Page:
So, are "good liars"people who just didn't get the memo in their childhood that, hello!, lying is wrong? Or are they sociopaths? Is something missing in their moral code? I just don't know. But I do know that I'm someone who would always prefer the truth. Even if it hurts. Obviously tact can go a long way in how you tell a difficult truth.

But when it comes to the 'big lie," in the end, the truth is, the one you are lying to is yourself.

Wednesday, January 28, 2009

Home Sweet Home

I grew up in the same city where I was born. I lived there for my entire life, except for one year that I moved away when I first started dating my husband. We lived in different houses, but basically they were all within the same general area.

In August of 2007, my husband was offered a new position in a city four hours from my hometown. It meant a raise, a promotion in position, and living in a smaller town where the cost of living was significantly less. We couldn't turn it down.

It was very difficult for us to pack up and move away. My daughters had always lived with their Granny, my Mom. That loss was a huge transition for them, and one we still struggle with daily. They were leaving behind friends and family and all they had ever known. For the "unknown."

That first year, we went "home" as often as we could. Monthly drives home for a weekend. We still referred to our old digs as "home." We LIVED here, but it would never feel like our home. Also, we always counted on the fact that we wouldn't be here long. Most moves within my husbands company, like we did, are for a few years time before you are moved again. We assumed two to three years. Tops.

This year, we decided that we would go "home" less. Not that the pull to do so is any less. We just realized that we don't know how long this move is going to be, or how long we will live where we do. With the economy in its current state, my husbands company has stated that they won't be relocating anyone unless the need is specific and warranted. Yes, we could still be moved at any time. But the likelihood, currently, now seems less concrete. We decided that if we keep waiting on that move, and keep hoping to go back, then where we are now is NEVER going to seem like home and that we will all just be anticipating leaving with each passing day. And that's truly no way to really enjoy life or where we currently reside.

It's not that we haven't made a home here either. We continue to work on our house and make improvements and upgrades. We've joined groups and activities. Our children are busy in their schools. My husband is busy in the community. I volunteer when I can. But it's all been done with the thought in the back of our minds that we'd be called back at any time. At any moment. We were just waiting on pins and needles for that call to come in.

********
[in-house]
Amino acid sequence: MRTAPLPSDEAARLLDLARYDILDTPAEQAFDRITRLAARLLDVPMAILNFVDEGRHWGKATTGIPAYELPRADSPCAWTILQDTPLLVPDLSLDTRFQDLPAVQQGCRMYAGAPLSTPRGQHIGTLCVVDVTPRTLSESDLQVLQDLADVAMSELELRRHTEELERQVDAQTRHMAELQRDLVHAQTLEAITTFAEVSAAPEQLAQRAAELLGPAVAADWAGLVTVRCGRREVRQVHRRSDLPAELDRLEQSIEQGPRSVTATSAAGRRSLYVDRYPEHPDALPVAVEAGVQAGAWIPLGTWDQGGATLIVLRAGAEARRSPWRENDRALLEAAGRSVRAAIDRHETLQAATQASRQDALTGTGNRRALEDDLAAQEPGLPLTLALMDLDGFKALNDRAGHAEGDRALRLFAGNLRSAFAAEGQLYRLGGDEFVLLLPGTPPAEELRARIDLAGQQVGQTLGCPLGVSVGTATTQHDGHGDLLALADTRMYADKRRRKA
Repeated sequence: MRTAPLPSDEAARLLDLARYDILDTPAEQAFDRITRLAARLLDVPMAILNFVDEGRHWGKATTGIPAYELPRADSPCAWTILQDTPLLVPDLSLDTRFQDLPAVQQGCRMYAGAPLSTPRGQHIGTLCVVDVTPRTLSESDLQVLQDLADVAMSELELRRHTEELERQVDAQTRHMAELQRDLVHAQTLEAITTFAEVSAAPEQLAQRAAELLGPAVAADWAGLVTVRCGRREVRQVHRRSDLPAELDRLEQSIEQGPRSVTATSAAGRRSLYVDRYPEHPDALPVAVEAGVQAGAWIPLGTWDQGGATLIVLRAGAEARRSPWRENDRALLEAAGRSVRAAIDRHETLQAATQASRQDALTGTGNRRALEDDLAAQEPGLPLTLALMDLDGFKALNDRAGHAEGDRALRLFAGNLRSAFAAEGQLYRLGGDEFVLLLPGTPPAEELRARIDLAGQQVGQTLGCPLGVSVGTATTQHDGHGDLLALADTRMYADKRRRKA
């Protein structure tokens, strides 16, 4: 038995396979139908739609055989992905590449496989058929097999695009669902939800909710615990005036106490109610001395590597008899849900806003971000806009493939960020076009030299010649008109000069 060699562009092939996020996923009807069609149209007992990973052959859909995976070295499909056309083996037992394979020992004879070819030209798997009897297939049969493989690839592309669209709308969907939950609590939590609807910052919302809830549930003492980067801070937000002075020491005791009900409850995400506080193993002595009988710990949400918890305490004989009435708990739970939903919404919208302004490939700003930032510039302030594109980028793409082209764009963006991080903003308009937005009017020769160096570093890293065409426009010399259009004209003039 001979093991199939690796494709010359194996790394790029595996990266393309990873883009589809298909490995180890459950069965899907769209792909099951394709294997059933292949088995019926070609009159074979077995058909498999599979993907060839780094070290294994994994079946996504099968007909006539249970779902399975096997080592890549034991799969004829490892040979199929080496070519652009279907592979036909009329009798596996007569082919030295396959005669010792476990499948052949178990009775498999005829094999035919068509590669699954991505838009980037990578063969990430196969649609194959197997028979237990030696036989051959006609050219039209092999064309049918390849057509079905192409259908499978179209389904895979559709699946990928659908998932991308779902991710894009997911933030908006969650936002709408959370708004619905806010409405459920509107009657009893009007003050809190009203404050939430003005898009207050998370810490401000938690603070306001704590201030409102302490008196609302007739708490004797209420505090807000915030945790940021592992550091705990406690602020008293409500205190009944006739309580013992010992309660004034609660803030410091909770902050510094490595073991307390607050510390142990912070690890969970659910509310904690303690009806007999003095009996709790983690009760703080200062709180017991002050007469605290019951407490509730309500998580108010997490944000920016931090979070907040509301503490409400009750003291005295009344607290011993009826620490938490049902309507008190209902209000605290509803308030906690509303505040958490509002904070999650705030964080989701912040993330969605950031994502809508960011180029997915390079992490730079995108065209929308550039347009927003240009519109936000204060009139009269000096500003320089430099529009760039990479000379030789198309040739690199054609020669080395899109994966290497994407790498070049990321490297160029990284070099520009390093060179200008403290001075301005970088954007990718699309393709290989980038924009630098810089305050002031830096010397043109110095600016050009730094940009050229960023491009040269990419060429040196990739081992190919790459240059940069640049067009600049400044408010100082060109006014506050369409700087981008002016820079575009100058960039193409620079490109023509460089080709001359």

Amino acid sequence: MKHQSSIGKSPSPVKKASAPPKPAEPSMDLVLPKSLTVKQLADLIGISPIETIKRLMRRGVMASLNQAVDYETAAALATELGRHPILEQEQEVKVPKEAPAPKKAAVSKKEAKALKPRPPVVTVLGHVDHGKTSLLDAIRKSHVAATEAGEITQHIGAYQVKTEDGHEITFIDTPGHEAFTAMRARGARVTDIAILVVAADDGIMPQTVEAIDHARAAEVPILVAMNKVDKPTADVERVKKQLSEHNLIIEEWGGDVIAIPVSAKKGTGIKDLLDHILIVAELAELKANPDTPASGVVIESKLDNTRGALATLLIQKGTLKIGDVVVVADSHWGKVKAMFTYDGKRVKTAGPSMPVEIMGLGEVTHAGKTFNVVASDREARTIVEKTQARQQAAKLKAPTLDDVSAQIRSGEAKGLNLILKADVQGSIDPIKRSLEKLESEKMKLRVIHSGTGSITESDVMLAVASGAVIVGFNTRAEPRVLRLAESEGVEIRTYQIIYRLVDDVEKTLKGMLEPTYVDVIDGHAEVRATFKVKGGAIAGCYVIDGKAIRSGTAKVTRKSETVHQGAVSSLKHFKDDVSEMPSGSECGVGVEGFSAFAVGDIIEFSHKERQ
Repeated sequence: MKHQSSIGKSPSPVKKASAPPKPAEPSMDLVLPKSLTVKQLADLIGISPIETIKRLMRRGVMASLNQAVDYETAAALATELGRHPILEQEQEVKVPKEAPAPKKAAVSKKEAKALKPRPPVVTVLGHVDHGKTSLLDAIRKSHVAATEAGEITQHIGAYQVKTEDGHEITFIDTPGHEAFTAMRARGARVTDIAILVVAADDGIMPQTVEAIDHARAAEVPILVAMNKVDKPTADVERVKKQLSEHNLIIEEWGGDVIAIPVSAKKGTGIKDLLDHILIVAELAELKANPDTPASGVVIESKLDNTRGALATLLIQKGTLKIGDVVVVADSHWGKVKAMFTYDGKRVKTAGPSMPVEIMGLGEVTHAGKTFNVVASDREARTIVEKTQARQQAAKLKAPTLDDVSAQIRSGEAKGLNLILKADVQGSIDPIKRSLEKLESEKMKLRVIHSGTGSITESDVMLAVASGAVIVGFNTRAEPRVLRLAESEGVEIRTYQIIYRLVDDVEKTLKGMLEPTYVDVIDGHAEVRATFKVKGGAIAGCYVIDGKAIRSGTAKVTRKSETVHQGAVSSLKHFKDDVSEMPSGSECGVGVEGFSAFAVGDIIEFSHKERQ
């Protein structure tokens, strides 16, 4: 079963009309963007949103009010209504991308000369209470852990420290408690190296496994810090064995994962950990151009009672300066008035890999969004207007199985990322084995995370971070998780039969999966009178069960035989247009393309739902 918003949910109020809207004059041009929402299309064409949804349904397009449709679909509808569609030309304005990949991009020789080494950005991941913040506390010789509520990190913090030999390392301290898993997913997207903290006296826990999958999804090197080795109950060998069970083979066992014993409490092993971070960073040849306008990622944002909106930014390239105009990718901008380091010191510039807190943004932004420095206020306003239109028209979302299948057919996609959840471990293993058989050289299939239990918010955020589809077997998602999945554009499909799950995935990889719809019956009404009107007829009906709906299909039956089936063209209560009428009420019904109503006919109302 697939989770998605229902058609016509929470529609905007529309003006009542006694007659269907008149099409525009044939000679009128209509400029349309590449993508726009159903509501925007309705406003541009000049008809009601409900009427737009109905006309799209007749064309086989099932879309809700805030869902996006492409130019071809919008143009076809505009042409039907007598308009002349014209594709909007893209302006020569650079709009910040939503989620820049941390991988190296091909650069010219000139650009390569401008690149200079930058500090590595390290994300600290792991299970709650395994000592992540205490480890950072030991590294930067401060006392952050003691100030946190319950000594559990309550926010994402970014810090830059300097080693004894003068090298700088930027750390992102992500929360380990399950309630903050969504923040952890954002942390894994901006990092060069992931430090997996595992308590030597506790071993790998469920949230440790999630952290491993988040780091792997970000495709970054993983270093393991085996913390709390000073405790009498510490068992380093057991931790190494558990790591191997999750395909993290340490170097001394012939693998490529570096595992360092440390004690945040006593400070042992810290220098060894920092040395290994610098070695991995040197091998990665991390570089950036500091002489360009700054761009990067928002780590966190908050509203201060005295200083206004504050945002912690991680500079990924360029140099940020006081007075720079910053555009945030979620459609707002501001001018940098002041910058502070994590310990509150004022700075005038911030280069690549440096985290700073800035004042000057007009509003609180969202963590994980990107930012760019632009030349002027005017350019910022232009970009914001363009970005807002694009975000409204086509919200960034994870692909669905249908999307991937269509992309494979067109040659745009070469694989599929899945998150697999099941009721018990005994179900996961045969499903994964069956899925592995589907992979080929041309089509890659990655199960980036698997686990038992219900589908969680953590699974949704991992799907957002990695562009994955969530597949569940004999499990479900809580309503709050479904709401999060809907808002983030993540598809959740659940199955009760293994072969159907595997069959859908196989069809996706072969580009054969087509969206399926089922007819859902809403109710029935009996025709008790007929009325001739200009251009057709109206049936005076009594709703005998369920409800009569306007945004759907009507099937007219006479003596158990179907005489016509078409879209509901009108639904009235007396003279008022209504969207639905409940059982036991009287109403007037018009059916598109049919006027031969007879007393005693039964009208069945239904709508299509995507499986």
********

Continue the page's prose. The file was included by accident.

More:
While I miss my old hometown, and I DO hope we get to go back there, I think for my girls sake, if anything, that I need to be more positive and proactive about them being happy here. For as long as we are going to be here. This IS now our home. It's different than what we are used to, for sure. It's smaller, less big city. It doesn't have many of the amenities we are used to having. We can't go to any number of ethnic food restaurants. They don't exist. Often, the way of thinking here differs from ours. It's like being strangers in a strange land.

But it can also be an adventure. We are exposed to things we didn't ever think we'd experience. No one here locks their doors. That's vehicle and house. They let their vehicles run for a half an hour in the morning without blinking. The kids play outside, all over the neighbourhood, on their own! There are no parents watchful eyes on them. You still see your neighbours all winter long. Everyone is out, everyday. People snowshoe and ski and skate and toboggan and ice fish and snowmobile......and don't just hibernate. People did that in my hometown, as well. But you just seemed to see your neighbours less. Sometimes not for days to weeks. Every Friday for the month of February, my daughter will be having "Winter Electives". She will be cross-country skiing with her class on some Fridays. Others, she will snowshoe and learn Inuit games. She'll track animal prints and build a quinzee.

I guess it's about accepting what you have, and where you are, and making the most of it. It may not be our ideal in terms of being far from family and friends, but it CAN be whatever we make it. And memories can be made here as well. Maybe one day we'll get moved again. It may be back to my hometown, or it may be somewhere completely different. And we may leave here with the same bittersweet feelings as when we first arrived. Excited to be going somewhere new, but sad to be leaving our Home.

Tuesday, January 27, 2009

Drama Queen

I've mentioned before that my daughters both love dancing and singing and both have always wanted to get into acting.

Well, today is Day One of the realization of one of their dreams.

My eldest daughter auditioned way back, I think maybe September or October, for a role in the community theatre group production of "Willy Wonka and the Chocolate Factory." They said they had close to 200 people audition and not everyone would be cast.(90 people were cast) They had an "info" night where the actors were taught a dance and a song, and then had to come back two days later for the audition.

This was a pretty serious audition as well. It was in front of a choreographer, vocal coach, director and producer. No parents were allowed in the room with their child, and the child had to perform the dance and song they were given in front of the panel.